As Chile mine rescue nears, families pressure government to reform industry

Families say they want the mine owners to spend as many days in jail as the Chile miners have spent underground. After two months trapped, their rescue could come as soon as Tuesday.

By , Correspondent

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    Relatives of the 33 trapped miners sing Chile's national anthem during a vigil outside the San Jose mine in Copiapo, Chile, Oct. 7.
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As 33 miners trapped in a copper and gold mine here wait for drills to free them after more than two months of captivity, most of their families are suing to send the mine owners to jail for as many days as the miners spend underground.

"For every day, minute, and second they are underground, we want [the mine owners] to spend that time in jail," said Brunilda Gonzalez, mayor of the Caldera municipality, where the miners remain trapped.

With freedom for the miners inching closer by the hour and rescuers expected to complete a 28-inch hole to the workers' underground refuge today, the families hope to use the global spotlight to push the government to strengthen Chile's mine safety standards and punish those at fault in the current incident.

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IN PICTURES: Chile mine collapse

"No Chilean businessman has ever paid a day in jail" for miner deaths or injuries, said Ms. Gonzalez. "We aren't just asking for money. We are saying this was negligent homicide. A businessman knows that sending workers to a work without safety measures is sending them to their deaths."

She spoke to reporters Thursday night in Camp Hope, the sprawling tent community outside the gates of the San Jose mine high in the Chilean desert. She had arrived with mattresses for family members who have been camped out since Aug. 5, when a cave-in locked the men in the deepest part of the mine, about 700 meters (2,300 feet) underground.

33 trapped, another 33 dead

While the 33 trapped miners have gained fame and drawn television crews from as far as China, England, and the United States, another 33 have died anonymously in Chilean mines this year, according to the government safety agency. The country is the world's biggest copper producer, with most of the production coming from a few tremendous mines. Most of the injuries and deaths are in smaller projects, according to the mining regulator known as Sernageomin.

The families are also suing for $12 million in a civil case against the mine owners, and are considering another $12 million case against the government and the mine inspectors who gave the go-ahead to operate the site.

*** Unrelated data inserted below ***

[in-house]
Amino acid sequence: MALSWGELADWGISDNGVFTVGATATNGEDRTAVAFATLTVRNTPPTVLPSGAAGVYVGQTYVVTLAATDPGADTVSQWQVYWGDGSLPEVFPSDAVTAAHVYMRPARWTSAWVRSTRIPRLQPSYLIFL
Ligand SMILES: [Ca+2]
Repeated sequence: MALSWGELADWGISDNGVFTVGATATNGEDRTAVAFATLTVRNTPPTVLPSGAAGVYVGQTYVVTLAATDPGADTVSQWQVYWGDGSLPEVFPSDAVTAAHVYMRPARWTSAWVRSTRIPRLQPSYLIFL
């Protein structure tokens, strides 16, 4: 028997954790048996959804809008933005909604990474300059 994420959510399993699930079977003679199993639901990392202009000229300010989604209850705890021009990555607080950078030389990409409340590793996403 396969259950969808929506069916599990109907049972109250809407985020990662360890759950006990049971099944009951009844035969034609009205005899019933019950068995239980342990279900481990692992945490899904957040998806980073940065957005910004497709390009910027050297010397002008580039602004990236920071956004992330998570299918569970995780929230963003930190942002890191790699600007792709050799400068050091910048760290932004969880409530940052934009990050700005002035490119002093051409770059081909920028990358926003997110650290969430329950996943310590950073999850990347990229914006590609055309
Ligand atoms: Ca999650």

The mine's owners, Alejandro Bohn and Marcelo Kemeny, have spoken little since the accident. Mr. Bohn told Chilean legislators that the owners weren't at fault for any safety lapses, as the mine had been reviewed by safety regulators before it reopened in 2008, Santiago newspaper El Mercurio reported Aug. 31. Bohn also said his company hadn't pressured the government to approve the mine's safety, according to the newspaper.

No one answered calls to the company's Santiago offices today. The National Mining Society, the industry trade association, had no immediate comment.

Strengthening safety laws

"I've never heard of anyone doing something wrong at a high level, public or private, going to jail," says Armen Kouyoumdjian, a Chile-based risk analyst who has covered the country for 35 years. A private lawsuit is unlikely to have much effect without government help, he says, as cases drag on for so long that even when the process works, it is often too late to help the survivors of an accident.

The government is also working to change rules, says Alejandro Garcia, president of the mining commission in the country's legislature. He said the attorney general is investigating the mine's owners and the legislature may make grave negligence a crime.

"It's going to be much tougher," he said today in an interview outside the mine. While not a culture of impunity, it is hard to convict a person for negligence under currents laws, he says.

Risk worth taking?

Miners and their families knew that the San Jose mine had a bad reputation when they went to work there, family members say. Workers decided to take the risk because the mine's salaries were better than average and because the mine had received a recent operating permit from the government, they say.

"He knew about the lack of safety," says Carmen Baeza, the 57-year-old wife of trapped mechanic Juan Illanes. Her husband, 52, has 38 years of mining experience, she said Thursday in an interview.

He traveled 1,200 km (750 miles) from their home in Chillan, in southern Chile, to the mine. The decision about whether to pursue a lawsuit will be up to him, she said.

He'll face that option soon: Health Minister Jaime Mañalich told reporters today that the first miner may be freed as early as Tuesday.

IN PICTURES: Chile mine collapse

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